McKinsey Q&A: Anshulika

Anshulika Dubey started her career as a research analyst in McKinsey’s knowledge center in Gurugram. After about five years, she left the firm and joined another McKinsey alumnae, Priyanka, to launch, a quickly successful crowdfunding website for creative projects in India. Anshulika was recently recognized for her contributions in finance/venture capital and named to Forbes’ 30 Under 30 Asia list. We caught up with her to understand how her time at McKinsey influenced her entrepreneurial journey.

McKinsey QA Anshulika
McKinsey QA Anshulika

Interviewer: Did your time at McKinsey influence your ideas for Wishberry?

Anshulika: In 2011, I was working on McKinsey study to understand the impact of social media on the social sector when I came across crowdfunding. It was a new concept at the time, and I was fascinated by the way it was democratizing fundraising in the U.S. Anyone and everyone could contribute to innovation, even in small amounts. Kickstarter excited me the most; it was an extremely popular platform that catered to the creative sector.

I seized the opportunity to replicate it for India. My country is known for its diverse culture. We have a long history of charity for social causes but we don’t have many organizations that financially support or socially validate the arts. Many artists can’t dream big; they have to fund their work with their own money, which is often limited. Wishberry has proven Indians are interested in the creative sector – we’ve connected artists and patrons to support approximately 300 projects that have raised more than a million U.S. dollars.

Interviewer: Did McKinsey help you to develop skills you’ve used to succeed as an entrepreneur?

Anshulika: Yes, definitely. I joined the firm right after I finished college. I learned problem-solving, effective communication techniques and analytical thinking at McKinsey. If I hadn’t had this rigorous and formative training, I can’t imagine how I would’ve scaled my business efficiently or effectively.

We still follow a lot of McKinsey’s principles within Wishberry today. We stress our core values, teach the pyramid principle for presenting information, and use McKinsey’s model for providing developmental feedback. The best people I’ve met so far have been current or former McKinsey colleagues; they genuinely believe the success of a company depends on the personal growth of its people.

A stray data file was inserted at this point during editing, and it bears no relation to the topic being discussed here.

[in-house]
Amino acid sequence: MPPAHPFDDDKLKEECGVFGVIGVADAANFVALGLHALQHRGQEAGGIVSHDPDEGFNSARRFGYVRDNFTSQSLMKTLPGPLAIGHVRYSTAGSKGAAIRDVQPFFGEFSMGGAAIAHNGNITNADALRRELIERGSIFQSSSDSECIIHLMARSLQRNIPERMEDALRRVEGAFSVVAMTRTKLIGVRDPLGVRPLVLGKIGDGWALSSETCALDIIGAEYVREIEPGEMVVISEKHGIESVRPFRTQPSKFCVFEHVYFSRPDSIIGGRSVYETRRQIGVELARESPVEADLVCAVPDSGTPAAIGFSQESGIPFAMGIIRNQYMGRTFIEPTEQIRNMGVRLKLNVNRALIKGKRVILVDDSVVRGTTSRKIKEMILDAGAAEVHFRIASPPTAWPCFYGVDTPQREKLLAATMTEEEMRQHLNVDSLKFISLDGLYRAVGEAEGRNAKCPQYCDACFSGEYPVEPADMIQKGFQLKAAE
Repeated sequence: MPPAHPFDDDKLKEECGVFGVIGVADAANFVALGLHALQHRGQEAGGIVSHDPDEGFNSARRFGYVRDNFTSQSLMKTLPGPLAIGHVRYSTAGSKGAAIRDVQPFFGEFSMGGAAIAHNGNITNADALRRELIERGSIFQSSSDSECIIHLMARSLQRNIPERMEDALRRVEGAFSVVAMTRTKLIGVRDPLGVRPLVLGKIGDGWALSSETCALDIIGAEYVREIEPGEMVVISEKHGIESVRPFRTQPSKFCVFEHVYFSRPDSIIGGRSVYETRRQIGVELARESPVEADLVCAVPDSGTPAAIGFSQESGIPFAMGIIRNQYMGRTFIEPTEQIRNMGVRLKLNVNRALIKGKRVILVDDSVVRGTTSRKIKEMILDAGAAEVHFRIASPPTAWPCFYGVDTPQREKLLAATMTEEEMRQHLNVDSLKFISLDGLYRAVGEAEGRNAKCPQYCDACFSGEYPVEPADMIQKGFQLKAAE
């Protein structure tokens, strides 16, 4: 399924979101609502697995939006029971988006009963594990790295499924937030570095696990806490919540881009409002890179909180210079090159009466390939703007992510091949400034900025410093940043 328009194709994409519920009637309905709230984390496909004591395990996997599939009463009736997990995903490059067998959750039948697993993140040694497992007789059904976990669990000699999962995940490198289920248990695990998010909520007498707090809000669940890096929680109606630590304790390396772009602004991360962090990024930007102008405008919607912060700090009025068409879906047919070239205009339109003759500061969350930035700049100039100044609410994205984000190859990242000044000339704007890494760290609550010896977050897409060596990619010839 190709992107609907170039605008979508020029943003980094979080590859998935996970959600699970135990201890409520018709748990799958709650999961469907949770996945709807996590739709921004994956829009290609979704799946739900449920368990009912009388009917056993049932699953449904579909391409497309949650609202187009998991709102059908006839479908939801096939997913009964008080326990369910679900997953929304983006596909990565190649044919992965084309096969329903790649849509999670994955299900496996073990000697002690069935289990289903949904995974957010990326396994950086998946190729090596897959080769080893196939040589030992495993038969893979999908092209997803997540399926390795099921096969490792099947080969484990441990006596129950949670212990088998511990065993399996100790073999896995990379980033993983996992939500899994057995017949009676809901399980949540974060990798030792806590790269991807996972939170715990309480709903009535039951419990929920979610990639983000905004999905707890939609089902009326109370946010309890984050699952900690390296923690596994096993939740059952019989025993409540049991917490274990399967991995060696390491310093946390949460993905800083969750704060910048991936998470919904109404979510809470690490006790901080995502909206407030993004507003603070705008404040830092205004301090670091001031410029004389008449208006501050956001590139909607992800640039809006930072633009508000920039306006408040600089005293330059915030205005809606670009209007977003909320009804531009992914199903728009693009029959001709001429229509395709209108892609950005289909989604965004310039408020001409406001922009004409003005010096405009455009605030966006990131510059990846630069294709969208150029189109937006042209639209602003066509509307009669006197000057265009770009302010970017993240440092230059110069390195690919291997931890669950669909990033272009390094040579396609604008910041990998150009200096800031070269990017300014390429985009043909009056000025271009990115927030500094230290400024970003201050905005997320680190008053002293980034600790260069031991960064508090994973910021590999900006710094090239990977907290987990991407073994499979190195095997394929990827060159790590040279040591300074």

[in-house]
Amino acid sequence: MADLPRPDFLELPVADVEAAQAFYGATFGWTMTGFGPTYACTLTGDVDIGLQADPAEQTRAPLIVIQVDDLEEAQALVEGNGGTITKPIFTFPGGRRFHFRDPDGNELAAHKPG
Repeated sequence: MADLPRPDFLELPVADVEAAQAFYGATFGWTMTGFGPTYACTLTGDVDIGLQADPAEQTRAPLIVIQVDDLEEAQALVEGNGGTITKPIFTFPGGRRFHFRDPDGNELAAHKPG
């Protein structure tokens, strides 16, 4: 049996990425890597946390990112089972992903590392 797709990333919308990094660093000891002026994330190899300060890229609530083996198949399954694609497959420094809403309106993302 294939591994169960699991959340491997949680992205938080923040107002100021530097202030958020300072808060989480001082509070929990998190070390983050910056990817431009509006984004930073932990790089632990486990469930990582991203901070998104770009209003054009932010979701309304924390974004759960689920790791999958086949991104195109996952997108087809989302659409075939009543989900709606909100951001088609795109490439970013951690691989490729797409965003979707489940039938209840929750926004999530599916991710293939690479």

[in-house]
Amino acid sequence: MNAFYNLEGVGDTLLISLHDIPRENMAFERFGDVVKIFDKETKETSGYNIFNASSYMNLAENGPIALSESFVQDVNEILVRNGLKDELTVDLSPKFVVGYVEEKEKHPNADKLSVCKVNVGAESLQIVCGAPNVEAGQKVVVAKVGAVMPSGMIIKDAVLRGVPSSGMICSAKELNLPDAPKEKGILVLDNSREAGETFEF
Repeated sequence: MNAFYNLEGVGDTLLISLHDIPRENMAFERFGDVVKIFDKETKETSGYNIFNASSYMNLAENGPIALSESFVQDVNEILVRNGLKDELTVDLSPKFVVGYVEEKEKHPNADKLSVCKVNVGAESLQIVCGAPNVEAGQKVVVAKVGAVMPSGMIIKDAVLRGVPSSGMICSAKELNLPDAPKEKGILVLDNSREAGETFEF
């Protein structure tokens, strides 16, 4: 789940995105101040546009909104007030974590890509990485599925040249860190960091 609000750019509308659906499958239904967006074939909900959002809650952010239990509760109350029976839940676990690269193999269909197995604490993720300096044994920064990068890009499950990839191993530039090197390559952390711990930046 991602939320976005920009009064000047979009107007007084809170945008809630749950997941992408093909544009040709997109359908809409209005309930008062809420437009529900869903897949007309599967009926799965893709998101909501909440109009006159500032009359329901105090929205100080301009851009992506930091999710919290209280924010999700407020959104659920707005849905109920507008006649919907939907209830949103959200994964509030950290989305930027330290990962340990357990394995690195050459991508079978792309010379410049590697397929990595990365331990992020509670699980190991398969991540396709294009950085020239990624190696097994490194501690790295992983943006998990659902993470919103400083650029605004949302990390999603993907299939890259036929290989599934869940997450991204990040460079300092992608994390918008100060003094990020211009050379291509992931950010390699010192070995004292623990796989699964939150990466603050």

Interviewer: You co-founded Wishberry with another McKinsey alumnae. How did you two meet and team up?

Anshulika: Priyanka Agarwal was a business analyst in the New York office. We met briefly on an engagement in 2009, and then she left McKinsey to pursue her own ventures. She started Wishberry as a wedding gift registry website. By 2012, she shifted Wishberry’s focus to crowdfunding for social causes. Around the same time, I was looking into crowdfunding for creative projects; I reached out to her and she was instantly fascinated by the opportunities.

Priyanka asked me to join her on the same day I was moving to McKinsey’s office in Waltham, Massachusetts. Giving up my career at McKinsey felt like a big risk but Priyanka’s excitement for and confidence in this new vision gave me the courage to take the leap of faith.

Interviewer: What advice would you have for anyone attempting this type of startup?

Anshulika: Launching and building a startup is really challenging. You have to be mentally and financially prepared to take risks. You need to be flexible enough to change business models midway and sharp enough to see opportunities. Be prepared to give up work-life balance for a while. Most importantly, cultivate your leadership skills so you can bring together a team that’s as passionate about the venture as you are.

Interviewer: What has surprised you the most about your professional success?

Anshulika: I was an art student in school. I didn’t know I was capable of running a whole business. I didn’t have any formal management or engineering education. I was shocked I had leadership and problem-solving skills inside me.

Interviewer: What does being named to Forbes’ list mean to you?

Anshulika: The best part of being among such a prestigious group of people is seeing how proud it makes my parents. I cherish that the most.

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